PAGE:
In July of 2018, the SXSBlog guys scooped us all when they revealed that Kawasaki had filed for patent US 2018/0072348 A1 in which was detailed a curved roll over protective system (ROPS) and depicted a new off-road vehicle. Around this same time, Kawasaki filed for trademark of the “Teryx KRX” name. These two things dropped the UTV community’s jaws wide open! Could this be the long rumored Kawasaki entrance to the sport side-by-side market; bringing their moto-track prowess to the offroad world?! Well, all we got was silence.
Later that year, in September, Kawasaki again filed for a trademark of just the “KRX” name and included a logo! This reinvigorated our desire to see a new Kawi UTV! In addition to this, in early 2019, we were all surprised with a Kawasaki application for patent US 10,384,726 B1 detailing out an almost production ready Kawasaki sports side-by-side!
This patent gave us a lot of new detail about the new Kawasaki KRX sport side-by-side! We now can see multiple styling choices (albeit not the front) that pair nicely to the Kawasaki Teryx line of sport utility vehicles. This brings up the dual trademarking of both “KRX” and “Teryx KRX”… Which will they go with? We’ll have to wait and see!
First, starting with the frame, we can see that the entire firewall-back will have a circular shape to it, allowing for easy rolling and additional protection. Kawasaki has had previous patents detailing the design around a cage system that would allow for easy correction of a rolled over OHV.
Second, we can see that the made chassis will consist of two main sections joining at the seat placement. Additionally, the eight-point ROPS will come in three segments; the front A-pillar, connected B/C-pillars and a radiused D-pillar. We wish that Kawasaki took a queue from Polaris on their new XP Pro single-piece frame design adding additional stiffness to the chassis.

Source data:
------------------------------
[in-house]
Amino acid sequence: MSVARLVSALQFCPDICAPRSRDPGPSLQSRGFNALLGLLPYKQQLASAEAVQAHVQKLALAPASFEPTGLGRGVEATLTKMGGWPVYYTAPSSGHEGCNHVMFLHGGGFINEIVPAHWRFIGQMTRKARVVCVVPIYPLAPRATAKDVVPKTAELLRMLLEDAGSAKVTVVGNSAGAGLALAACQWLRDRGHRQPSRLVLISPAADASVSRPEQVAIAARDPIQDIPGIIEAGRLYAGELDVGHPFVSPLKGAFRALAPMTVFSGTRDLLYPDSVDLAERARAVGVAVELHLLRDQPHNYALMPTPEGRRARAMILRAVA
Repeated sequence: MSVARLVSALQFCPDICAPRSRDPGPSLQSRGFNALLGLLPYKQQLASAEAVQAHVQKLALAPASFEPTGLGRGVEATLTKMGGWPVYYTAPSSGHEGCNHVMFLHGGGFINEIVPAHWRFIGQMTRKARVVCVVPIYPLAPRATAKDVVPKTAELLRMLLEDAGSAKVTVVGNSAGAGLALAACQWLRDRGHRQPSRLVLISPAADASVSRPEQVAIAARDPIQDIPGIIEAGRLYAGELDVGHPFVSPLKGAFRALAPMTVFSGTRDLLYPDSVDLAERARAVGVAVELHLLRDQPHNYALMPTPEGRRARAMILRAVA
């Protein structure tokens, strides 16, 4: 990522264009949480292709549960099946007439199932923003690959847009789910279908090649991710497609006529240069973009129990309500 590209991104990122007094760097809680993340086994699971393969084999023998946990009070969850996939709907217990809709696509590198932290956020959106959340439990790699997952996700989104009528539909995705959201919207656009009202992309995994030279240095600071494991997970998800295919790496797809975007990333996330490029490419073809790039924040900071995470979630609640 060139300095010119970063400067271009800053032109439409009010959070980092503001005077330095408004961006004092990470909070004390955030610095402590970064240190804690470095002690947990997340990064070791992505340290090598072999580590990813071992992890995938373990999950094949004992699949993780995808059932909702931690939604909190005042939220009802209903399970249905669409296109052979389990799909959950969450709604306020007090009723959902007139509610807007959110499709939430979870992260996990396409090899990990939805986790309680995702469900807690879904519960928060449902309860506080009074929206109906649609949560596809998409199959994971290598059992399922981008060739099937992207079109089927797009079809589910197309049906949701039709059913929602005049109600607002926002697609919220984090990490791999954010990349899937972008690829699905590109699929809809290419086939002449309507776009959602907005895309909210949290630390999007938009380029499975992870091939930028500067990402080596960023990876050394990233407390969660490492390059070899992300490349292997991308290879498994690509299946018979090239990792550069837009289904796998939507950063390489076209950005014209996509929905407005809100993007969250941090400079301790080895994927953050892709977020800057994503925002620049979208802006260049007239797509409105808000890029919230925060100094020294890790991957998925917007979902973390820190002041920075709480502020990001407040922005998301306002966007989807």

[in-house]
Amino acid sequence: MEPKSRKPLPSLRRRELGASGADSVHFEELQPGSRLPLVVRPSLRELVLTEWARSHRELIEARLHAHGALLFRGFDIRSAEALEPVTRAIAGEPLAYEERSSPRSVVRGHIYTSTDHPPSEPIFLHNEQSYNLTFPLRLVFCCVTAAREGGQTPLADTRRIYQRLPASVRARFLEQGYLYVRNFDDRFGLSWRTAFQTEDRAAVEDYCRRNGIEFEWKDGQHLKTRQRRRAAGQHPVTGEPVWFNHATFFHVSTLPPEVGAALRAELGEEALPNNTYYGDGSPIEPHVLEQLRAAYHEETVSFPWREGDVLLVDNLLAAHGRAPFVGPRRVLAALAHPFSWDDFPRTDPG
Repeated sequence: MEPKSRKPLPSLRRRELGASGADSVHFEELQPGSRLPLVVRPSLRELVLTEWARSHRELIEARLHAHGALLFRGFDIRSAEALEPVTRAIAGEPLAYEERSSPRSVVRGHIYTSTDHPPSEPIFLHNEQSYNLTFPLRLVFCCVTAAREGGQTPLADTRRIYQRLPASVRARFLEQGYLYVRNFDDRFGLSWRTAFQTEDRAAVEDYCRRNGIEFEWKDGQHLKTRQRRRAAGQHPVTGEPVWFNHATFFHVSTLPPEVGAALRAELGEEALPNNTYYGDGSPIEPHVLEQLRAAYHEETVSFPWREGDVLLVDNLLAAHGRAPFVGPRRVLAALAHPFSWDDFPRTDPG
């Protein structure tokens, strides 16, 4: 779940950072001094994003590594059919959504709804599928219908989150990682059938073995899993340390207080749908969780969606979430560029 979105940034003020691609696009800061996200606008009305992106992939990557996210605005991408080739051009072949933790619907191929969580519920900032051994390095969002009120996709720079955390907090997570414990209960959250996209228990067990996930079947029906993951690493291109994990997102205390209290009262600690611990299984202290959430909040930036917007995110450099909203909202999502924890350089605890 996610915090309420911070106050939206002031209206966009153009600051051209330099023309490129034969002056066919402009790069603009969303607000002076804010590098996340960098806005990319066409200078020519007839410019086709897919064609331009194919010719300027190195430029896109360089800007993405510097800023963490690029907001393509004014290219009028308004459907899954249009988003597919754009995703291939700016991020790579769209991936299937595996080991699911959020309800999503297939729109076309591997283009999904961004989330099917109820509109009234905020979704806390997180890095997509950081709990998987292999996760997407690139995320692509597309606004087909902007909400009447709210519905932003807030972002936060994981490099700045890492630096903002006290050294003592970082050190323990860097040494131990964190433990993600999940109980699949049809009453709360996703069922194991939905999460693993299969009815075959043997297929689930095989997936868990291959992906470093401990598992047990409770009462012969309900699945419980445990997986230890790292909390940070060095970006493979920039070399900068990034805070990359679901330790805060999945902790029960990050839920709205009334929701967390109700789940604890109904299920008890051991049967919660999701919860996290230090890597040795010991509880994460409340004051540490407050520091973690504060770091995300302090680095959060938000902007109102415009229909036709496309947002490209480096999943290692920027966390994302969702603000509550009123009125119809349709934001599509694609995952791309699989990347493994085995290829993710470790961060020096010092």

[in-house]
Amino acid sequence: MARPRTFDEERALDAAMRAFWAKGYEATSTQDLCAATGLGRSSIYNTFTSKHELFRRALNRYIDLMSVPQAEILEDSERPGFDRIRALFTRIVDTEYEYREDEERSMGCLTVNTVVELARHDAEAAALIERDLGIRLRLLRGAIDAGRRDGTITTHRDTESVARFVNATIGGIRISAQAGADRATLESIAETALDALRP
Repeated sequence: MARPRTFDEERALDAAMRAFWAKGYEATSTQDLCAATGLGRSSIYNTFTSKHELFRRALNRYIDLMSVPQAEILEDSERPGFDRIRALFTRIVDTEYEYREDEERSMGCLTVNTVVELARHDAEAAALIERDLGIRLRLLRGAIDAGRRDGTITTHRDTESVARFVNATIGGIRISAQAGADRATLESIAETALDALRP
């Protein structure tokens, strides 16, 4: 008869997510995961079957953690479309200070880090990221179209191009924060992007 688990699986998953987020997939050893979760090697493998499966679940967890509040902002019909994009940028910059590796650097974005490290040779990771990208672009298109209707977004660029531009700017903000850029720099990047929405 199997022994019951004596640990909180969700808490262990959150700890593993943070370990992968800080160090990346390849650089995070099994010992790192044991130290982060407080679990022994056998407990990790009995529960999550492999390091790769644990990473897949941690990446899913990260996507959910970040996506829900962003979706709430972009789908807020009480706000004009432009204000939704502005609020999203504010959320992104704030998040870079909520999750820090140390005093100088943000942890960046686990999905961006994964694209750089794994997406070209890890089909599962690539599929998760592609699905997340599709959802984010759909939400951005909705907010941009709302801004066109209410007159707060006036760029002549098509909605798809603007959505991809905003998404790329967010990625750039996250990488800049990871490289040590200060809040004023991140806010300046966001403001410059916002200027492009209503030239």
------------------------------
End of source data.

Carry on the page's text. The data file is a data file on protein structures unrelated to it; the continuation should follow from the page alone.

Tires & Wheels
While there’s no mention of tire or wheel size, you can see from the top-down layout that the tires will be the first to contact at all angles! This means any off-road obstacle will first meet the tire’s surface, not your radiator. This could very well change with final implementation and tire and wheel selection, though all the teaser silhouettes make it appear to not be the case.
As for wheel wells and flaring, Kawasaki will definitely be taking a play from the Honda Talon design book and be creating large cavernous wheel wells with little flaring to get in the way of wheel and suspension upgrades. From those that we’ve talked to familiar with the new unit, the styling is much more palatable than the Talon’s. We think this will be mostly due to Kawasaki’s tamer approach to aggressive angles and less jaring ROPS shape.
The bed of the new KRX will be similar to the Honda Talon and Polaris RZR Pro XP in that it will feature the ability to fit a spare tire horizontally in the bed. We don’t know yet what size tire will fit in the bed, but what we do know is that coolers and tool boxes will have a hard time being secured to a round shape at the front of the bed!